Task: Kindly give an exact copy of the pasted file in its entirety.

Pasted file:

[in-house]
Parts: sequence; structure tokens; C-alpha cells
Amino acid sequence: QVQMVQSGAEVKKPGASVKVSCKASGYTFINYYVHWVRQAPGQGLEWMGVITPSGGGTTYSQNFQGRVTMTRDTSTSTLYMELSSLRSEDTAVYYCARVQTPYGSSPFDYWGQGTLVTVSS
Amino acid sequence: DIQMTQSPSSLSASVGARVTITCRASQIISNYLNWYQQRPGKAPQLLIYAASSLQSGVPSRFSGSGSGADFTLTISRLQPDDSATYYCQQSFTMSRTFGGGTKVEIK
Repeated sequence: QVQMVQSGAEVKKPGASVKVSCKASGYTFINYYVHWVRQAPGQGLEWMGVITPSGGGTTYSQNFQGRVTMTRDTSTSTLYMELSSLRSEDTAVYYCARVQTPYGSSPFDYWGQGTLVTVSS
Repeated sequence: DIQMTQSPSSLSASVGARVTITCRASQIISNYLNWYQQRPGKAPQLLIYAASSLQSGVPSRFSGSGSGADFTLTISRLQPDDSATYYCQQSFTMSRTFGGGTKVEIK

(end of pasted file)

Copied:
[in-house]
Parts: sequence; structure tokens; C-alpha cells
Amino acid sequence: QVQMVQSGAEVKKPGASVKVSCKASGYTFINYYVHWVRQAPGQGLEWMGVITPSGGGTTYSQNFQGRVTMTRDTSTSTLYMELSSLRSEDTAVYYCARVQTPYGSSPFDYWGQGTLVTVSS
Amino acid sequence: DIQMTQSPSSLSASVGARVTITCRASQIISNYLNWYQQRPGKAPQLLIYAASSLQSGVPSRFSGSGSGADFTLTISRLQPDDSATYYCQQSFTMSRTFGGGTKVEIK
Repeated sequence: QVQMVQSGAEVKKPGASVKVSCKASGYTFINYYVHWVRQAPGQGLEWMGVITPSGGGTTYSQNFQGRVTMTRDTSTSTLYMELSSLRSEDTAVYYCARVQTPYGSSPFDYWGQGTLVTVSS
Repeated sequence: DIQMTQSPSSLSASVGARVTITCRASQIISNYLNWYQQRPGKAPQLLIYAASSLQSGVPSRFSGSGSGADFTLTISRLQPDDSATYYCQQSFTMSRTFGGGTKVEIK